News Media

News Media after the myth of self-regulation

The News Media must find ways to avoid competitive-pressures unintentionally leading to bias and misrepresentation – because it will increasingly be held far more accountable


Having industry-members devise their own reform – but avoiding unduly self-interested self-regulation – is particularly important for parts of the News Media. In the UK particularly, newspapers have become extremely competitive, with all the attendant consequences – including law breaking. To put that in context, it is important to remember that some exceptional investigative journalism has also taken place. Some of the journalists involved have indeed broken the law in pursuit of an important story that was truly in the public interest, such as the parliamentary expenses scandal in 2009. But almost everyone rightly accepts ‘Public Interest’ as a legitimate and important justification. However, in addition to concerns about illegality are the long-standing worries that impartiality, accuracy and even basic facts-checking too often have suffered. Those misleading stories then internet around the world. In addition, the 24/7 News cycle encourages unintended bias because journalists and their editors have to choose the juiciest stories and then squeeze the pips out of them.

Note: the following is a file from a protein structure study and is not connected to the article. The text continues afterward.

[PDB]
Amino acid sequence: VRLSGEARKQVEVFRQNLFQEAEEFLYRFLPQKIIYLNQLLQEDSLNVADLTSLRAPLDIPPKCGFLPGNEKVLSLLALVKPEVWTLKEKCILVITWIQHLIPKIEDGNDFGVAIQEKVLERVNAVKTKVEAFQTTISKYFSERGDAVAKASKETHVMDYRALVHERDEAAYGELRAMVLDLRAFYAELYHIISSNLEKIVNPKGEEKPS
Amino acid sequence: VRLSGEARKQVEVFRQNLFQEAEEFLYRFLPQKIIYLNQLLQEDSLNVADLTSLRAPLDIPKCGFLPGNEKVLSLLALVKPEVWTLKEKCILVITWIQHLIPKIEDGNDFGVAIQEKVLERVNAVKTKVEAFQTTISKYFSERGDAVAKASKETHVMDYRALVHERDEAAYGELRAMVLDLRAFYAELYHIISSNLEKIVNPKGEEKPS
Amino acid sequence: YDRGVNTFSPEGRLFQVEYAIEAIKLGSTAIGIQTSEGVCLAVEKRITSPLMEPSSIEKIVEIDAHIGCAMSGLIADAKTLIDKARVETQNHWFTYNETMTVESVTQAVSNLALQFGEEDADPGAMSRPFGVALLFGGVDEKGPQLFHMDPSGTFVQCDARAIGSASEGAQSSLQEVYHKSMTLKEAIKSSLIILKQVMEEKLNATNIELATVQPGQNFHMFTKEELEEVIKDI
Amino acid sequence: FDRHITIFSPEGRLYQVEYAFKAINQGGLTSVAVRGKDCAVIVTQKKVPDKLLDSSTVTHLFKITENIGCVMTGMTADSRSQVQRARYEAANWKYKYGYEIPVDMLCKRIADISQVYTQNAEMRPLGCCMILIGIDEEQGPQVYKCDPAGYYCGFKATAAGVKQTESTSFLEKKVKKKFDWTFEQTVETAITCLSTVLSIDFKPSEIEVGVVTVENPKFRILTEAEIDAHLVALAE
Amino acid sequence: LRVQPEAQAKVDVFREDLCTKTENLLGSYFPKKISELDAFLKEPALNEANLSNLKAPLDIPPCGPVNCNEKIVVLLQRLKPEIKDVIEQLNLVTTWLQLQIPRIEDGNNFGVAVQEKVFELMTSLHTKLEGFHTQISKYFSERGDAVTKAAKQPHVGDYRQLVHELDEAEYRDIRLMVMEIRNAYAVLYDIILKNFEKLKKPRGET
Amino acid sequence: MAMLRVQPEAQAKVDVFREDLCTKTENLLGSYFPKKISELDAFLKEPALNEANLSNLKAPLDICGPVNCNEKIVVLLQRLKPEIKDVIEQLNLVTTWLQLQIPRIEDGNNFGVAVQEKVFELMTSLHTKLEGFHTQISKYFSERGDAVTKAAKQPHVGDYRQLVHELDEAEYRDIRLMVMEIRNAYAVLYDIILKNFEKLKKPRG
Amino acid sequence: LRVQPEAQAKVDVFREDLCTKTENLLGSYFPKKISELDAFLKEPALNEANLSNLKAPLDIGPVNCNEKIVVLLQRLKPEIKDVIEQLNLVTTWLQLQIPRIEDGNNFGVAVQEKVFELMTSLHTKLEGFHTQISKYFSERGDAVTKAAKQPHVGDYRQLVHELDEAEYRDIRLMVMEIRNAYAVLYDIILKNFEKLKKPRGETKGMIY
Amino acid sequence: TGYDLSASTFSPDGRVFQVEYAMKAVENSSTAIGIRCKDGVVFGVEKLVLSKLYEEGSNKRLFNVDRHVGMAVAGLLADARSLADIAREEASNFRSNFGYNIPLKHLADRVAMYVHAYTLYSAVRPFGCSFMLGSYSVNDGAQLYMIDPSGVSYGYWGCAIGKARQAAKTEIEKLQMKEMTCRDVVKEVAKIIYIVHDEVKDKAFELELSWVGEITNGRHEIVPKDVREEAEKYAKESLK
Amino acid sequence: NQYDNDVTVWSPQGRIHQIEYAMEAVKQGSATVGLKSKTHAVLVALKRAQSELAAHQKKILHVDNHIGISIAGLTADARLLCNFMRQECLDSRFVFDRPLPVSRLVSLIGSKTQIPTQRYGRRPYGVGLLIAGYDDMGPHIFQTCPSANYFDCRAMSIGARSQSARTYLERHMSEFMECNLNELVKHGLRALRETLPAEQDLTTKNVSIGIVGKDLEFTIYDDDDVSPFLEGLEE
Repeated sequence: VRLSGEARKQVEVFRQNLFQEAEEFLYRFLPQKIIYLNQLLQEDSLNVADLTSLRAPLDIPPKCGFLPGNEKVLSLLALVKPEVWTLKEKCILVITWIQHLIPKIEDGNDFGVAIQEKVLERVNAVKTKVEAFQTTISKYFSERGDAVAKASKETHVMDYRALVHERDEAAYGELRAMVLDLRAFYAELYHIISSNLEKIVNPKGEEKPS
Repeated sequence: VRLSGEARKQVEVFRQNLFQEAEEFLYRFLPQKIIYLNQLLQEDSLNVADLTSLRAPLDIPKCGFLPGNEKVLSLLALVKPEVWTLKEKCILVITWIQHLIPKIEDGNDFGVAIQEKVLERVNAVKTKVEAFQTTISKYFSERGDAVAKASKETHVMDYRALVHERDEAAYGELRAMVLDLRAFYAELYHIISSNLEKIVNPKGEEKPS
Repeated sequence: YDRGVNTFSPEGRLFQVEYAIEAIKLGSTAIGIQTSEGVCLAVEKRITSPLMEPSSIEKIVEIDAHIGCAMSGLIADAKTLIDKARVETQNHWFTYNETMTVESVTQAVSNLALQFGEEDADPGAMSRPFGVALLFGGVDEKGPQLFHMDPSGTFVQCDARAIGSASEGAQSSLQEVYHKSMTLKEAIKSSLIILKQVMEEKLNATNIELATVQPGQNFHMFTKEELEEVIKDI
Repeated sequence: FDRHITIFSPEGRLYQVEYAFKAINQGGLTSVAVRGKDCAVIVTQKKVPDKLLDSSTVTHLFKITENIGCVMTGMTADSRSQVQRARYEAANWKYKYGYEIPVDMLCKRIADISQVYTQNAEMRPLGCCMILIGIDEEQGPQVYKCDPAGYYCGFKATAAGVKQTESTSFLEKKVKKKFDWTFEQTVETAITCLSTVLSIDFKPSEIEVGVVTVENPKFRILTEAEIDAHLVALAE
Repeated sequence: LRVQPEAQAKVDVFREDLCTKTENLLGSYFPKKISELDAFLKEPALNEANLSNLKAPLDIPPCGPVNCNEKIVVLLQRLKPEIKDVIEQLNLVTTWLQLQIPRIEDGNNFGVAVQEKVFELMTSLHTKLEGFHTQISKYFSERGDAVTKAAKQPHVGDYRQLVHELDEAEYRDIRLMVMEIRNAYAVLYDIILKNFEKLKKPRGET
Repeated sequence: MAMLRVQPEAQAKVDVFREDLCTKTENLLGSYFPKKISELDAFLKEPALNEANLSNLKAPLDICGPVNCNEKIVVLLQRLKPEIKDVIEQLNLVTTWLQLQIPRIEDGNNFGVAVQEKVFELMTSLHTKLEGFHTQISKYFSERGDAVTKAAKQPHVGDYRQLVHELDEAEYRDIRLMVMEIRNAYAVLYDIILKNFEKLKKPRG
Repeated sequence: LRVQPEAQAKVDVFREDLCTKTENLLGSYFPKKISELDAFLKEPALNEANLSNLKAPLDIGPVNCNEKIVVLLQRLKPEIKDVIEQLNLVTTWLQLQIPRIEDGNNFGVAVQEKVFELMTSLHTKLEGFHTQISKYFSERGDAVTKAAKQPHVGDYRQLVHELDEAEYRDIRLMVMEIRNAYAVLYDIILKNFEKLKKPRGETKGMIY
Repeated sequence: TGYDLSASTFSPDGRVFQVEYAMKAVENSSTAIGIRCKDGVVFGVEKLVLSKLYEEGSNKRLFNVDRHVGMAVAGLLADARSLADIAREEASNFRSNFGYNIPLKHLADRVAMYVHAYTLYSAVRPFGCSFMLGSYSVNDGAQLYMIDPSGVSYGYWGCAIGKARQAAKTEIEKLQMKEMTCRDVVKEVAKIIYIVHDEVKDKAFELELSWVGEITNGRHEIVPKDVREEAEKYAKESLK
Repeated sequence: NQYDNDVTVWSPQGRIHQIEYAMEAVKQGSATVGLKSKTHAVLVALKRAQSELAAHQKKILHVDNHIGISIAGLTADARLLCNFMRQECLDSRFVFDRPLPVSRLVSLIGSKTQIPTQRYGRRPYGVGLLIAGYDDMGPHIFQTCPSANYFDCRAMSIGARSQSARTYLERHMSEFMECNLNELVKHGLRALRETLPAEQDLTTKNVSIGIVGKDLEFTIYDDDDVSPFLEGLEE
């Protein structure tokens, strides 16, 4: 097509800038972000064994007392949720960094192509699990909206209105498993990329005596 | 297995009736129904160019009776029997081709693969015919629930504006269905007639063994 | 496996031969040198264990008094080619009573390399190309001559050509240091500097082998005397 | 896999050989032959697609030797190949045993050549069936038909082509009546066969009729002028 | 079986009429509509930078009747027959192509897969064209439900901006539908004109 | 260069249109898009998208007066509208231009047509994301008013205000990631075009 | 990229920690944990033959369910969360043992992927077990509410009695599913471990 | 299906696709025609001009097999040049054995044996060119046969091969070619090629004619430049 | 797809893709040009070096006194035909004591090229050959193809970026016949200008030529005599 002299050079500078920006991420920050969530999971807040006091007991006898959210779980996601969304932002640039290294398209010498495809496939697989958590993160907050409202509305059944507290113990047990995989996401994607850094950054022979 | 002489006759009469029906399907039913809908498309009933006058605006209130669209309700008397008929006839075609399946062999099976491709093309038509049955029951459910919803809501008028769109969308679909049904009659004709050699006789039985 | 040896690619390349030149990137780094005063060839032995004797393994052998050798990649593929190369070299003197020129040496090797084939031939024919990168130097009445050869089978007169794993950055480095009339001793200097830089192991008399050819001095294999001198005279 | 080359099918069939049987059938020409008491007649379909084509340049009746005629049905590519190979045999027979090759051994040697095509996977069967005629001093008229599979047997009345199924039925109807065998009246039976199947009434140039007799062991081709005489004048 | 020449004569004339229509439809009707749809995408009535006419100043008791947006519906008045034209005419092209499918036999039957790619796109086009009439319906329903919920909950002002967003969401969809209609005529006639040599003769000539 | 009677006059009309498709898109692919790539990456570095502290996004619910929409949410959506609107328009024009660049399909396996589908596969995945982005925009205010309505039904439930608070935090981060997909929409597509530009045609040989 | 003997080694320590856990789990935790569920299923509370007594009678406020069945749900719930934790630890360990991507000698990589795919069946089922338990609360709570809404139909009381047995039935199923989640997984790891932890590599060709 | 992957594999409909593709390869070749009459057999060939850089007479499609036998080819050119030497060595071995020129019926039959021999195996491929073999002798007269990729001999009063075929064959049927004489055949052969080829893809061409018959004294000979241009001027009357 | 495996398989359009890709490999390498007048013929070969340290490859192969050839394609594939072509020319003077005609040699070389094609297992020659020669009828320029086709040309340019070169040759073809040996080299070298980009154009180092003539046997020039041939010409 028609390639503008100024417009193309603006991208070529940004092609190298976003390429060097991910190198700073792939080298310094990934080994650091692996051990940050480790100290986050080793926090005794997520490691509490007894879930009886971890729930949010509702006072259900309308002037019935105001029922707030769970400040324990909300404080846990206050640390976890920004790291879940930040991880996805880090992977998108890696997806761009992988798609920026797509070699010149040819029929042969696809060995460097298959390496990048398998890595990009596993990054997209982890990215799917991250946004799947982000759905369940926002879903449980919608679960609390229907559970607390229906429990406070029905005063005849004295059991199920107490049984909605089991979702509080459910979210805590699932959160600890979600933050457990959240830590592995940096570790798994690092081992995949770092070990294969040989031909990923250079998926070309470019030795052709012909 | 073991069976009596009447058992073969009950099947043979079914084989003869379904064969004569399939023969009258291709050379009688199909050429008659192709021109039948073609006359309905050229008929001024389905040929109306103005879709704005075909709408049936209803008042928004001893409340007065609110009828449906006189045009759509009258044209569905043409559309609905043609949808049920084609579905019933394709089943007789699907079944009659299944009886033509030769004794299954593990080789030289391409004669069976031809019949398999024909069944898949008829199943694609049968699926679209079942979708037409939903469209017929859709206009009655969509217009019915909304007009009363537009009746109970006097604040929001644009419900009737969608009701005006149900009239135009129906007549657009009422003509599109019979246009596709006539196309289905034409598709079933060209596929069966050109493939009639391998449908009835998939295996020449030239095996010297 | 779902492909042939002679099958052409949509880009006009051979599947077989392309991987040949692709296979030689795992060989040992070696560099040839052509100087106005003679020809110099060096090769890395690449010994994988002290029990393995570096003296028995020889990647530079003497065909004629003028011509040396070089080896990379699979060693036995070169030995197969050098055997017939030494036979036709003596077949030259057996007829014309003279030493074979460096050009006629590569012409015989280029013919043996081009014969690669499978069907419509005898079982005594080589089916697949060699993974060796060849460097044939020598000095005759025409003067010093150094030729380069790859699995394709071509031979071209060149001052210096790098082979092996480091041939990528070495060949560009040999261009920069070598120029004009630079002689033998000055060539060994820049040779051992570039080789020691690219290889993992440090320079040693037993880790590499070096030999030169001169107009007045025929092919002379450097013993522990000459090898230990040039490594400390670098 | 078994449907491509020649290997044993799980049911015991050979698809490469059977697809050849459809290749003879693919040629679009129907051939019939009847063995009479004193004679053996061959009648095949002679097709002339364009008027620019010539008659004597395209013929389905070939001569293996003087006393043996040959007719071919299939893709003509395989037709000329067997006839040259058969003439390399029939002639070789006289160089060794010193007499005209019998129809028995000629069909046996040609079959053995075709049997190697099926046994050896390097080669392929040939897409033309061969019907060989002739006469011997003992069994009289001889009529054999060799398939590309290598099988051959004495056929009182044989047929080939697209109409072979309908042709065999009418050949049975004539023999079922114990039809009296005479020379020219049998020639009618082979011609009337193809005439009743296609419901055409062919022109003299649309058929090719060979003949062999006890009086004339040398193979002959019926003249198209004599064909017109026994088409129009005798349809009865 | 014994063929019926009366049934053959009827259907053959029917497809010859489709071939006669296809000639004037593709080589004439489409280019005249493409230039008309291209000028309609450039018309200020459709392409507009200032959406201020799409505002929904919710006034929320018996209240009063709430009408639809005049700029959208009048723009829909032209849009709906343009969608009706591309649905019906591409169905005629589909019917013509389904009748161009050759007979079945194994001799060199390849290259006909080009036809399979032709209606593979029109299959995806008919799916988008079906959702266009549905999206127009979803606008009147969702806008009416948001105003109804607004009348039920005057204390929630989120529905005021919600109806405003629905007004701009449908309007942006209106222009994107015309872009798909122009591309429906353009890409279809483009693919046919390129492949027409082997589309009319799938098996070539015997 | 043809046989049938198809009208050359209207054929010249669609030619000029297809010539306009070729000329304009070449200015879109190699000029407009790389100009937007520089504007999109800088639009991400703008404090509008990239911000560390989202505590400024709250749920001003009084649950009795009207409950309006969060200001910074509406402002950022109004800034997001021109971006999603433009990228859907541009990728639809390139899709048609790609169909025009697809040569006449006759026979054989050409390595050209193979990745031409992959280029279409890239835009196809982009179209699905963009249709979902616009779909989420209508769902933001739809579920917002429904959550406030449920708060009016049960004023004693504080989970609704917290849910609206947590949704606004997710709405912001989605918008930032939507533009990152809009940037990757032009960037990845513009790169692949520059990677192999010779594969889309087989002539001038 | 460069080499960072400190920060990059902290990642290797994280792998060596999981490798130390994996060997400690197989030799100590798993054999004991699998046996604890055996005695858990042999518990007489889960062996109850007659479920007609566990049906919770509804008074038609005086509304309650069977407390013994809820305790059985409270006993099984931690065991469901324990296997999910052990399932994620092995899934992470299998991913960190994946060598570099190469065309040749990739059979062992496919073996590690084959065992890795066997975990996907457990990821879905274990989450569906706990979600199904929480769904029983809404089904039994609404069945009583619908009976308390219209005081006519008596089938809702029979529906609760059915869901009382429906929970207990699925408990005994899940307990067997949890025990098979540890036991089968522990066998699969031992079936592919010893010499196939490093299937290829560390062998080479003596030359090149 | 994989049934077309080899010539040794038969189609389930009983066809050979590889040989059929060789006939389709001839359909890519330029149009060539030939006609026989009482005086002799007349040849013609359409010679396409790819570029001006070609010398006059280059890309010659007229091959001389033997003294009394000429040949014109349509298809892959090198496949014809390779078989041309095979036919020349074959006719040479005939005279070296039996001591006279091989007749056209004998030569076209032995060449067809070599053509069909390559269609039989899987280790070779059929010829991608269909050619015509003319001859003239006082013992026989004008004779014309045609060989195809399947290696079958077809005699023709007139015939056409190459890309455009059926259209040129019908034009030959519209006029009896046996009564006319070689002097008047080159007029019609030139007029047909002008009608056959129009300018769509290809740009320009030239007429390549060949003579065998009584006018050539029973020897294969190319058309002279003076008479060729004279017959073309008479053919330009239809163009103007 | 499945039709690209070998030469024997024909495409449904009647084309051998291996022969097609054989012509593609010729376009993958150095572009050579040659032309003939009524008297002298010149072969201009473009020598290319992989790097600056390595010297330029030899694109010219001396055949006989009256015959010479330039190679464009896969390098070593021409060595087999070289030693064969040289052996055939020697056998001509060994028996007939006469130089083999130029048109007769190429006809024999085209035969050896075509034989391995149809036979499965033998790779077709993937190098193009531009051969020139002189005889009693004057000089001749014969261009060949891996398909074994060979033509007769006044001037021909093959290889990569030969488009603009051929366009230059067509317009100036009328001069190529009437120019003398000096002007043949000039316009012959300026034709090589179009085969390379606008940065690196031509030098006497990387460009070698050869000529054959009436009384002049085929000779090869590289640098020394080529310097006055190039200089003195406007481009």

Concepts of Freedom of Speech and Freedom of the Press need to be brought up to date. They were devised – and for many countries (such as the USA) then cast in stone – at a time when no one had the same power to publish worldwide that is afforded to even the lowliest blogger today. High-Tech has changed what is reasonable and has significantly altered the balance that is fairest between individual freedom and collective security. What is more, as highlighted in the Capitalism System chart, there can be unfortunate side-effects that emerge from the interactions of news media and politics – and sometimes the police. In the modern world, there is a tremendous benefit from a free press being powerful enough to hold government to account, however embarrassing that may be. However, no unelected news organization should be so large – and therefore so powerful – that it can exert undue influence over elected governments. And, to avoid conflicts of interest, the revolving-door of career-moves and consultancy between Establishment bodies such as the media, politics and the police should not spin anything like so fast. Nor does it look good if too many individuals from appropriately-distinct branches of the establishment nevertheless drink at the same places or share membership of the same clubs. Or belong to the same Lodges.

Throughout history, there has always been a balance to be maintained across society. High-Tech has shifted the weight of power toward numerous forms of unelected media. That balance now needs to be corrected. The Media themselves are by far the best people to work out ways to restore equilibrium as well as improve the accuracy of how the public perceive complex topics such as global warming or medical risks or political trade-offs. But the Media will then need help to get their industry – and those that interact with them – actually to change.